What Merchants Must Know about ISOs

The pandemic-induced change to online and contactless payments has been a boon for credit card providers and their sales agents. The industry depends on those agents, called”independent sales organizations” — ISOs — to market payment solutions to companies.

In this post, I will examine the use of ISOs. Recognizing how ISOs operate can help merchants secure the best payment processing.

This follows from my 3-part show on credit card processing, which explains the participants and pricing approaches and supplies money-saving suggestions. My 2-part primer on merchant accounts addresses their purpose and the best way to pick the best supplier.

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Why ISOs?

Acquiring banks and payment processors rely on ISOs to promote their services. A amazing ISO will use its experience in an industry to tailor made solutions for merchants. ISOs that concentrate on payment processing for restaurants are an example.

ISOs can sell the support of numerous merchant acquirers and payment processors, picking and choosing the best solution to receive a merchant. ISOs are extremely similar to independent insurance agencies that find the best policies for their clients.

ISOs are supposed to understand the requirements of the merchant clients and propose suitable solutions, such as pricing, equipment, and technology. The best ISOs take a while to understand their clients and build long-term relationships.

ISOs must register with the card brands — Visa, Mastercard, American Express, Discover. Registration fees are approximately $5,000 per year, per transaction. ISOs frequently have their own agents, who do not need to register.

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ISOs vary in size. Some are huge, with hundreds of agents and workers; others are small, with just a few employees or even 1 worker. Larger ISOs sometimes subcontract parts of the business to smaller ISOs. To increase the confusion, Visa and Mastercard do not use the acronym ISO. Rather, Mastercard uses MSP (member service provider), and Visa uses TPA (third-party agent ).

How ISOs Make Money

Understanding how ISOs are compensated will help merchants get the best pricing and services. ISO earnings comes from:

  • Residuals, that are a part of the fees that merchants pay for payment processing. Every time a merchant accepts a payment, the ISO receives a residual. Residuals are the principal revenue source for most ISOs.
  • Value-added upselling, that are commissions from selling additional services, such as fraud verification, enhanced coverage, and point-of-sale accessories.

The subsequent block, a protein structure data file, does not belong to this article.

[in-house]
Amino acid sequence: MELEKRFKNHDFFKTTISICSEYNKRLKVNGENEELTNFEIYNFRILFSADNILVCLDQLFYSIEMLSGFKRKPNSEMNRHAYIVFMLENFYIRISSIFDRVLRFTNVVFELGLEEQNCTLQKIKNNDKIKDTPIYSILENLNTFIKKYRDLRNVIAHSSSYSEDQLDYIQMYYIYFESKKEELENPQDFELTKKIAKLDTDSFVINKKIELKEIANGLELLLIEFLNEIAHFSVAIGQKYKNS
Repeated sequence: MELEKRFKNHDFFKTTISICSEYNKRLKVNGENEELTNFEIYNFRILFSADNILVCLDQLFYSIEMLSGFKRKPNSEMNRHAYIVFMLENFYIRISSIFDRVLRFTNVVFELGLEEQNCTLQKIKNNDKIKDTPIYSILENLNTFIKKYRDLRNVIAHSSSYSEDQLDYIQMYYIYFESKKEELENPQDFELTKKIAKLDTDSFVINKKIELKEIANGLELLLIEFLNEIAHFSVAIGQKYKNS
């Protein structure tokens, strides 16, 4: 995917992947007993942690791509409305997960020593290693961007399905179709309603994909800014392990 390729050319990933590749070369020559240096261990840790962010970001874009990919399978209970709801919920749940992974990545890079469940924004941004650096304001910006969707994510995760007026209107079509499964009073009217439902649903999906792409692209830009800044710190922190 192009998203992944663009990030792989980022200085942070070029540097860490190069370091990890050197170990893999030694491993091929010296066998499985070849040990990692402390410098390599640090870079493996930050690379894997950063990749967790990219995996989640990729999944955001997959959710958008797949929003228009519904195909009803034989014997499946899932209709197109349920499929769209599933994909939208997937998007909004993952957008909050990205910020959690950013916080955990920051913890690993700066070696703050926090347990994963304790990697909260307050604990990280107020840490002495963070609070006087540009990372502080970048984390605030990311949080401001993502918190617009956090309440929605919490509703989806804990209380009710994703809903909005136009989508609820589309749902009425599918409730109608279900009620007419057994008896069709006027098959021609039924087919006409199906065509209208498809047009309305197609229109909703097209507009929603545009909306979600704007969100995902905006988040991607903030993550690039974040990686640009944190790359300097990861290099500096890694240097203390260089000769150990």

• Bonuses from new sign-ups, which may vary from $400 to $5,000 each merchant.
  • Marketing Programs. ISOs can sell their merchant portfolios to private investors or other ISOs. The price is dependent upon potential residuals. Merchants should assess their arrangements carefully to make sure pricing and service levels do not change when their account is sold.

ISOs: Good vs. Bad

I’ve worked in the payments industry for around 20 years. Most ISOs and their agents are honest, hard-working experts who want their merchant clients to succeed. Unfortunately, a few are not.

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Good ISOs:

  • Review merchant statements frequently, searching for ways to reduce prices.
  • Provide experience based on the merchant’s industry.
  • Sell products and services that help the merchant, no matter residuals and bonuses.
  • Proactively help merchants.
  • Describe their contracts in detail, ensuring that the merchant understands the requirements.
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Bad ISOs:

  • Use aggressive, high-pressure sales plans.
  • Do not explain the fees, service levels, and stipulations.
  • Sell unnecessary equipment and solutions.
  • Disappear after the contract is signed.

Strategies for Merchants

When dealing with ISOs:

  • Know that the charges. I’ve seen fees that start low but increase with time alongside other bait-and-switch sales plans.
  • Remember that ISOs and their agents rely on residuals and bonuses. Ensure an ISO-recommended product is helpful for your business.
  • Review the contract carefully and maintain the final, executed copy.
  • Ask as many questions as needed. There are no stupid questions. A good salesperson will respond professionally and politely.
  • Inquire if the ISO intends to provide your account. Know your rights if that happens.
  • Compare the deal to other ISOs.
  • Realize an ISO may not match your organization. Additionally, smaller ecommerce operations, micro-merchants, and intermittent sellers likely won’t profit from an ISO and are better off relying on end-to-end service providers such as PayPal, Square, together with other peer reviewed services.

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